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Old 08-09-2008, 12:16 PM   #263
Itinerant Songster
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Join Date: Jan 2002
Location: The Edge of Faerie
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In the Dungeon

Uldor spoke.

His voice was quiet and cold. “What good has your song done for you, old man? If it is of use to you, why did you bother to tell Khandr anything if you knew he was going to die before he could do anything with it? Why not better have spent your time telling the elven ambassador? You failed.”

Thorn looked at Uldor with steady eyes. Here was the oldest brother, the one with the greatest ambition, the greatest power and presence. Ulfast paled by comparison to the evil, hunger, and cleverness in this one. This one chose scorn and mockery. He listened to the Song even as Uldor spoke, and as he considered his reply. It gave him his words now. He was content.

"You speak and judge, lord Uldor, as if you know the whole of my purpose. But you do not. I have done all that has been required of me, save one. It is this. Rid yourself of this buzzard of Morgoth that bears the face and form of a fetching lady. Do not put your hope in Morgoth Bauglir, for he will betray and destroy you. Be true to your vow to aid Lord Caranthir. Your aid may turn the tide for the Free Peoples. Your betrayal will lay waste all the land. Choose carefully, for your doom hangs on a thread, lord Uldor."

Uldor was at first inclined to be angry and to end this miserable interview, but he suddenly pause. This could be valuable to him. If Thorn knew the future because of the Song, perhaps Uldor could find out exactly what he should do to gain his desired end.

"What doom?" the Ulfing asked.

Jord stiffened. Buzzard of Morgoth indeed! If the old lunatic seeks to save his life, he does it ill. And yet, for all her scorn, she knew that Thorn had the power of truth on his side - which, for all its weaknesses, had an unpleasant manner of being persuasive at the most surprising and disruptive times. Unbidden, Thorn began to take form in her mind as a meek, yet strangely confident and masterful nemesis, in control despite his prison bars. She fought down a sudden surge panic. He is old, mad, and weak. Play your turn carefully, and he can pose no threat. She wished to appear unconcerned with the accusations leveled against her, and protest was all too often construed as a sign of guilt; so she kept her silence, and waited.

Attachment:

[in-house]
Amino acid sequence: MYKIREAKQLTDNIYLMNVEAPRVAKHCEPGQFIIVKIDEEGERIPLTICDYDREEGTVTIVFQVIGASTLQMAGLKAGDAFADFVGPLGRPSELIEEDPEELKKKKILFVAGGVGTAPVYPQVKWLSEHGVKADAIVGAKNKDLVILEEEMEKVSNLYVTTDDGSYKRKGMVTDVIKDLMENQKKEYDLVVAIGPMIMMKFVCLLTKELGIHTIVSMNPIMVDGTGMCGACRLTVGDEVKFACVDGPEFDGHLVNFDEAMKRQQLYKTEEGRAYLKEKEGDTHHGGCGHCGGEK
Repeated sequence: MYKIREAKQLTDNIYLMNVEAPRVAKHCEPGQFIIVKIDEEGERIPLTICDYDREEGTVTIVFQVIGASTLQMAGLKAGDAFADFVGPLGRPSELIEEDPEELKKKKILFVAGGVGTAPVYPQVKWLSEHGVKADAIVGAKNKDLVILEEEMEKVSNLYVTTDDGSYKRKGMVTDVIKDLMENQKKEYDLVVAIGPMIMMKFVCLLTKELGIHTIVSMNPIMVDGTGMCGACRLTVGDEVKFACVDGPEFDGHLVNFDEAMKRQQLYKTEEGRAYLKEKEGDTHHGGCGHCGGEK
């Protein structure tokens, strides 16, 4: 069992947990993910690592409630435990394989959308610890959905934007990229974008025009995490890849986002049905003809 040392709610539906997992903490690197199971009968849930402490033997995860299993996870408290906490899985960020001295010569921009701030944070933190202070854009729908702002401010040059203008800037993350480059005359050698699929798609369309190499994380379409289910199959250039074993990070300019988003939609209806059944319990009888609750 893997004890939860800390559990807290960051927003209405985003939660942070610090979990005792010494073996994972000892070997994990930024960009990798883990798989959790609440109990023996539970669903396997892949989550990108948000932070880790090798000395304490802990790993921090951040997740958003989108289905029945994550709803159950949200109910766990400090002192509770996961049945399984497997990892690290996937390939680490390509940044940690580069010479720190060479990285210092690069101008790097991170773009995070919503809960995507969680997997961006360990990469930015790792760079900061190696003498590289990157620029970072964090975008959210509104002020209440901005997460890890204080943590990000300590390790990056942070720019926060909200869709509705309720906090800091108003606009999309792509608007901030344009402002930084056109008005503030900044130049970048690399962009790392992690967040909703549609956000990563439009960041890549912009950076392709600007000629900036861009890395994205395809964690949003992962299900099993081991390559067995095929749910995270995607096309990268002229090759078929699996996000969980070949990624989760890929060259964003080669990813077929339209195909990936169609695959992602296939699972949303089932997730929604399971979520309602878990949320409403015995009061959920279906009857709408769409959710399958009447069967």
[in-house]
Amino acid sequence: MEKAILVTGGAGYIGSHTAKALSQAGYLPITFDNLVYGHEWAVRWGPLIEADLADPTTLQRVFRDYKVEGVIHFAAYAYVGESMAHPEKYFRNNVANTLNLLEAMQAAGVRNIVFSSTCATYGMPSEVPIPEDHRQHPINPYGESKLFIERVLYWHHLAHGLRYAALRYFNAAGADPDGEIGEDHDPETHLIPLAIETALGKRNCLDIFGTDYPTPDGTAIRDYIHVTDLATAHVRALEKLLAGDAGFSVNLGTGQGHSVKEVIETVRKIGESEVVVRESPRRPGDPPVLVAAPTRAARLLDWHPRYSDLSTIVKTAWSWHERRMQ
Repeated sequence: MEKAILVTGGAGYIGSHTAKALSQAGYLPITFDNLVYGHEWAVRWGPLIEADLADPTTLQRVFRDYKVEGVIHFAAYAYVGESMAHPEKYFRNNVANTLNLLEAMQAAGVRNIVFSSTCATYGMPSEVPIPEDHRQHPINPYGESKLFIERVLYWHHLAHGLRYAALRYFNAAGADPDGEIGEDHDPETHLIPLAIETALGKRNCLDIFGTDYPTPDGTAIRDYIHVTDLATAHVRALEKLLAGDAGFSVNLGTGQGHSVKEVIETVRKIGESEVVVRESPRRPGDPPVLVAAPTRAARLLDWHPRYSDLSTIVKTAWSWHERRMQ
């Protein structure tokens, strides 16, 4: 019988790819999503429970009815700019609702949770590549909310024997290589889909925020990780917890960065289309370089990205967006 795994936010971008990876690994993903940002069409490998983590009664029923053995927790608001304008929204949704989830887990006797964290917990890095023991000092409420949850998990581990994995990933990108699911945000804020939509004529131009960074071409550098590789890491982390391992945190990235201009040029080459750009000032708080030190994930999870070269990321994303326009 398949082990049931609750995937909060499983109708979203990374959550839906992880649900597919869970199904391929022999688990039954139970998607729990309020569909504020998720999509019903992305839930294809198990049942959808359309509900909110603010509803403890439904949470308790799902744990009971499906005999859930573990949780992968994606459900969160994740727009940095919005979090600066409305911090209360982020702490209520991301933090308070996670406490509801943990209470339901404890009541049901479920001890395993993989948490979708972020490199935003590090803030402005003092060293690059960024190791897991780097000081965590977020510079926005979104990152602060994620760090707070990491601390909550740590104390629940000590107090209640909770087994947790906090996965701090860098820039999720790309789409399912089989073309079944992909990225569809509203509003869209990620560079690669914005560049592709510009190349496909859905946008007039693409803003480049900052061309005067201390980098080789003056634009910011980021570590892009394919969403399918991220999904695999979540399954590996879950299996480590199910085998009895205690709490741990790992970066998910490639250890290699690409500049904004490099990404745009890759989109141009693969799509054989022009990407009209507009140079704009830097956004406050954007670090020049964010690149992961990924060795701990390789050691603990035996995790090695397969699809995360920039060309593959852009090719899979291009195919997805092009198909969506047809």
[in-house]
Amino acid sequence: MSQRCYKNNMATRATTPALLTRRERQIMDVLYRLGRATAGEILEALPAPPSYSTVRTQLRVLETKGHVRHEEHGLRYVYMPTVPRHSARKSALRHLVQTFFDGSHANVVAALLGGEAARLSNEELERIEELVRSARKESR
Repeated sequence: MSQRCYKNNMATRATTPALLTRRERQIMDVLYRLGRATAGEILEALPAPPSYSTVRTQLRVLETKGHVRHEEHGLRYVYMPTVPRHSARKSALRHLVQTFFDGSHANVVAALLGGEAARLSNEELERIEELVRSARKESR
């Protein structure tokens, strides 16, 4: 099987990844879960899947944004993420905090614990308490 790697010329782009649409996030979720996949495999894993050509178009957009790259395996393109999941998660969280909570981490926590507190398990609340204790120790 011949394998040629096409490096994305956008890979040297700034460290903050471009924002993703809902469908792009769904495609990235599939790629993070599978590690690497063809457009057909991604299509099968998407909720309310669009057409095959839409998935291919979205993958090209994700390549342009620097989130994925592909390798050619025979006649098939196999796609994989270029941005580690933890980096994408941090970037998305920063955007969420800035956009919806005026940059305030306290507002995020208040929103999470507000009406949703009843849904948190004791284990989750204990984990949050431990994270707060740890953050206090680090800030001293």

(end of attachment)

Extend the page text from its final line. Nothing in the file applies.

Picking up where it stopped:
Thorn could tell that his words had made the servant of Morgoth bridle. He sensed her fear. Well she should; not because he was a threat, for he was just a servant of the Song. No, she should fear the truth, and the One to whom the Song pointed. But Uldor had asked a simple question. Thorn knew what he sought; the Ulfing lord would have to work harder than that.

"Your doom. If you betray the Eldar to Morgoth your name will live on in infamy, and the Ulfings will be wiped from the face of the earth by flood and fire. Should you be true to Lord Caranthir, you will reap what one may expect from the fields he sows in."

"Lord Caranthir battles against the most powerful being in the world. The fields he sows in seem to be promising only of defeat. I do not see victory possible, and to stand against Morgoth would be worse doom to me than to have my name live on in infamy." He stared down at the old man, and a slow smile played over his face. "Besides, you don't know what I have been promised."

Thorn found it amusing that this ambitious lordling of men what stoop to bandying an argument with a poor prisoner such as himself; but this betrayed the latent fear in Uldor, for all his grand words. Thorn's mouth spread in a slow smile.

"What matters it to a poor prisoner likely to see his death this day, what lies Morgoth Bauglir has told you? Whether he gives you a silmaril to wear, Dorthonion to lord over, be sure that you will be in his thrall and never know freedom again. Is betrayal worth such a price? Only a fool would pay it, and such I name you."

Uldor snarled and his left hand lashed out and caught the collar of Thorn’s tunic. He shook the old man furiously. “Fool! Fool! You’ll meet death - you’ll know him intimately by tomorrow! Lies - lies and treachery!” He threw him backwards at the guard who had been standing quietly beside the prisoner. “Take him - and use what slowest means you can to kill this worm - this - this” he couldn’t find an appropriate word for one who defiled Morgoth’s name with baseless accusations.

Or were they baseless? Before even Thorn’s punishment had begun, Uldor was already being tortured. Doubt and fear and hatred tormented him. He turned around, sent one, long look of hate towards Jord and Ulfast, and then stormed from the cell.
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